The most severe neurological risk from the coronavirus appears to be from stroke, however. Case reports from around the world indicate stroke – an interruption of the blood supply to the brain – can even be one of the first signs of the virus in patients with no other symptoms.

A study by the Chinese University of Hong Kong, five years after the SARS outbreak, found more than one quarter of 110 survivors had abnormal lung function after a year. Their overall health, and ability to exercise, was ‘markedly diminished’ compared to the general population, particularly among those who had been admitted to ICU

A US report suggests those affected are, on average, 15 years younger than non-Covid stroke victims. Patients in hospital with coronavirus are also reported to be more likely to develop clots as the immune system responds to the infection by making blood ‘stickier’.

Prof Philip Bath, Stroke Association Professor of Stroke Medicine at the University of Nottingham, says it is a ‘relatively common finding’ that stroke patients also had a recent infection. ‘Infections in general will lead to bone marrow stimulation producing not just more white cells to fight the infection but also more-sticky platelets – cell fragments that cause clots to form in blood vessels.’

There are significant mental health effects too, and ongoing fatigue. Prof Majeed says many patients attending his clinic after battling the virus are suffering from anxiety. ‘They considered themselves healthy before their illness and it’s been a big shock. Flashbacks to their hospital care, and fluctuating levels of mood are quite common.’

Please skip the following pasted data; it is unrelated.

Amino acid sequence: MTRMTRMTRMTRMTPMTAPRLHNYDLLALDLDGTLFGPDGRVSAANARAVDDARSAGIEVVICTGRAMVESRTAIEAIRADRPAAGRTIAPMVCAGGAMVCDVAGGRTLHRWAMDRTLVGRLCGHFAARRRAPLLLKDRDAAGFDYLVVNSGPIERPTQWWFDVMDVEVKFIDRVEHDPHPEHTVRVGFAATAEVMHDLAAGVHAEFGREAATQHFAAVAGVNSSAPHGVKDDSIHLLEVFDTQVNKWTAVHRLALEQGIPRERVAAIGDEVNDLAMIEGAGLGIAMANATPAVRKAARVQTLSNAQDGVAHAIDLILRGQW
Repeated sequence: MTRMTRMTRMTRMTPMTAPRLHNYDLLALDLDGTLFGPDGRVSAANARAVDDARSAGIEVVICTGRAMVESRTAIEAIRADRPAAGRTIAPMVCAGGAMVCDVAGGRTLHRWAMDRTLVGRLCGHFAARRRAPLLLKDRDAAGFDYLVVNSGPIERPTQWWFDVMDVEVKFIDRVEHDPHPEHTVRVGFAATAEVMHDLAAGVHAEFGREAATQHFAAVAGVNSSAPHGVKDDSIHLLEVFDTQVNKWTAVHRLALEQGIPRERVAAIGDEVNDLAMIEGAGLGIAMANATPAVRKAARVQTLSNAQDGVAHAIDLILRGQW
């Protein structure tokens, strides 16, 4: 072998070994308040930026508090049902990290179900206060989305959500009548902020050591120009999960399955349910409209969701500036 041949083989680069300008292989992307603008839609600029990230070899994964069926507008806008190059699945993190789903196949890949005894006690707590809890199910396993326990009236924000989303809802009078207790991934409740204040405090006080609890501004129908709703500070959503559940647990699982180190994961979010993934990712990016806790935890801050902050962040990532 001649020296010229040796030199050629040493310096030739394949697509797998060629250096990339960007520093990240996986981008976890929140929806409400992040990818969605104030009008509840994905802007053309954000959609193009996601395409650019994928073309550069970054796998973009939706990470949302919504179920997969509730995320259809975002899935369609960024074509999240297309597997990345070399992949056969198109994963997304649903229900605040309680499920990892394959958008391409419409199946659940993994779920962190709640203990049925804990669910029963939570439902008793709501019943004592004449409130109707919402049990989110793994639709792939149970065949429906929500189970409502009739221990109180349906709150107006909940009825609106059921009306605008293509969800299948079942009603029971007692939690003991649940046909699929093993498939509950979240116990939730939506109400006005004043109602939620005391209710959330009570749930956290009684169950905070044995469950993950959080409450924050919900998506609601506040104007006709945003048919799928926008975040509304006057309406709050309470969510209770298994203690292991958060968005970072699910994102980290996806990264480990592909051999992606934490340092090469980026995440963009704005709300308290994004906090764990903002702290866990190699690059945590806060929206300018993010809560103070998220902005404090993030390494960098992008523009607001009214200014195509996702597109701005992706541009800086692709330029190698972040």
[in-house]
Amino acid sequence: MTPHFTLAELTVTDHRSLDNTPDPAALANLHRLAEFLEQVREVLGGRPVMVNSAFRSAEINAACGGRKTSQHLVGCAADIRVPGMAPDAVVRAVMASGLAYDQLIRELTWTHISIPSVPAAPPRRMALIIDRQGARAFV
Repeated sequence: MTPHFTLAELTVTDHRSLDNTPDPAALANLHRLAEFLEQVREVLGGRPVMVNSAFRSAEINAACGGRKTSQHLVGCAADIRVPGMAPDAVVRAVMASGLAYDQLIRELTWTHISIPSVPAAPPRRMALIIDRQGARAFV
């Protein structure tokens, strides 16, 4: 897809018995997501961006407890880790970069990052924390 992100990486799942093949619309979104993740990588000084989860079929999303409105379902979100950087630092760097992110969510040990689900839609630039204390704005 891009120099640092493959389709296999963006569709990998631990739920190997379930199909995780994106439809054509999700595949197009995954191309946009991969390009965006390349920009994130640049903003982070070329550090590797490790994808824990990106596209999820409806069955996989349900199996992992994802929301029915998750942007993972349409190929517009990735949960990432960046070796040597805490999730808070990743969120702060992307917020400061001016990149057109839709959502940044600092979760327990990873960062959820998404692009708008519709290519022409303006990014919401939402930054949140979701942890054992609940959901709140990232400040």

Dr Philip Gothard, at London’s Hospital for Tropical Diseases, says some patients experience profound fatigue and exhaustion for up to six weeks. ‘In many patients with other diseases who are recovering from an acute illness you tend to see this kind of waxing and waning effect as you are slowly getting better,’ he says.

The challenge now, according to Prof Turner-Stokes, is making sure there is enough rehabilitation support.

‘We’re likely to have several more surges of Covid-19 before we’re done,’ she adds.

For Paul Garner, the situation is ongoing. ‘There was a pattern in that period from two weeks to six weeks: feeling absolutely dreadful during the day, sleeping heavily, waking with the bed drenched in sweat, getting up with a blinding headache which receded during the day, turning me into a battered ragdoll in the evening.’

It prompted him to write about his experience in the British Medical Journal last week, in a bid to normalise the ‘strange and frightening’ path of the virus.

‘People are isolated, scared and these weird things happen to them. ‘I have had people say, “I cried when I read your article, it’s just what I have been feeling and no one understood.”

‘We need to recognise that for some people the illness goes on. The exhaustion is severe, and real. I think it is much more common than many imagine.’